By Aimee Chanthadavong

Retail conditions across Australia continue to deteriorate, which is directly impacting on the growth of retail vacancy levels. And this isn’t expected to improve any time soon.

In order to address the impact of vacancies on retail strips and property values, The Empty Spaces Project, which is funded by he NSW government through Arts NSW and the University of Technology, Sydney, are working with landlords to promote short-term reuses of empty shops and spaces for creative and community development.

Linking on to the global phenomenon of pop-up shops, there are now 26 art in empty shops projects around Australia.

Lyon Group Australia is the latest property group to provide empty commercial spaces at low or no cost for arts activity with Pop-Up Epping in Sydney’s west running through August and September.

GPT Group in Newcastle and Wollongong, Frasers Property in central Sydney, Stockland in Forster, and Cbus Property’s 140 Perth, have all partnered with local creative enterprises on temporary uses for otherwise empty properties.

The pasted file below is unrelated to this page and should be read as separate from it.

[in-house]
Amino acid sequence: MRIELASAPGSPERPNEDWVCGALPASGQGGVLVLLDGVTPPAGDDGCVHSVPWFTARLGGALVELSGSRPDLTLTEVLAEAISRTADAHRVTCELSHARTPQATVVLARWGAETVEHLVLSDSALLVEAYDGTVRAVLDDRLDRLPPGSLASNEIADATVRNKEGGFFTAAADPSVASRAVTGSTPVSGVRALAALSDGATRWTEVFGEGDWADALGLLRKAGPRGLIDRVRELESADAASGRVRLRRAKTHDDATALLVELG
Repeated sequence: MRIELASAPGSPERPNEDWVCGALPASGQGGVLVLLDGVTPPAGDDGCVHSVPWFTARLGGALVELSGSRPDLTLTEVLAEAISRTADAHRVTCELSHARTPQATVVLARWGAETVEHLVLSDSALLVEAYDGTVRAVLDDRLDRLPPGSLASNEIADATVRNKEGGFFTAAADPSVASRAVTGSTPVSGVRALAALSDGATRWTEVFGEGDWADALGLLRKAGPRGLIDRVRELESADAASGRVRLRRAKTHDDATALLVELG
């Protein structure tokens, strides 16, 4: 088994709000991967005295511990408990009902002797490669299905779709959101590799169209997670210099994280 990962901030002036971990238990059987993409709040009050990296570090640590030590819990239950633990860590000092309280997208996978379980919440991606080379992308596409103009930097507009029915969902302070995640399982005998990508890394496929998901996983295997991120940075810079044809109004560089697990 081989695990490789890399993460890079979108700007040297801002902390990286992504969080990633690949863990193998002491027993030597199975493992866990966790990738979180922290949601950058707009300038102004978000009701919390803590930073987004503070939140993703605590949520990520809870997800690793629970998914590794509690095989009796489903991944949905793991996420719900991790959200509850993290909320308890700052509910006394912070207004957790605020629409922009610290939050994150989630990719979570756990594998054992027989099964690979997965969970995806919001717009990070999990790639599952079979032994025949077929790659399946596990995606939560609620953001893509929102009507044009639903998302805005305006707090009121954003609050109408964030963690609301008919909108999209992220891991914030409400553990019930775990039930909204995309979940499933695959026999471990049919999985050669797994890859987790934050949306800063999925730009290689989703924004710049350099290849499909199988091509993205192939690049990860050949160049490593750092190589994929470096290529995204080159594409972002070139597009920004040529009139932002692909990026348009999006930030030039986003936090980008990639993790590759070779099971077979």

Speaking to RetailBiz, Lisa Andersen, Empty Spaces Project manager, described the opportunity as a ‘win-win’ situation for both new, creative artists and landlords.

“This is part of the future of our centres. It’ll be much more about a mix or range of experiences given that retail is now closely aligned to the concept of ‘me-tail’. While that’s closely aligned with commercial leases, the Empty Space projects help landlord understand there’s a broader benefit to low or no cost leasing.”

“We’ve designed the legal template so that the artists have a licence to use the space and not a lease, so it doesn’t affect property values. The terms of the agreement are based on days notice. So there’s a lot of flexibility in the licence agreement that has proven to be successful.
“I think the creative space approach is a great example of how you can reinvent a retail strip,” she said.

According to Andersen, all properties have seen improvements in terms of reductions in vandalism and graffiti incidents, lower insurance and maintenance costs, and increased foot traffic around the projects. They have also helped attract a broader potential base of long-term commercial tenants for these empty properties.

“One of the concerns landlords have is they’re afraid the artist won’t move out when they’re asked. But we assure whoever occupies the space, the final decision will be made by the landlord,” Andersen said.

At the same time, the projects are also receiving positive aesthetic responses, giving retailers ideas of new fitout designs.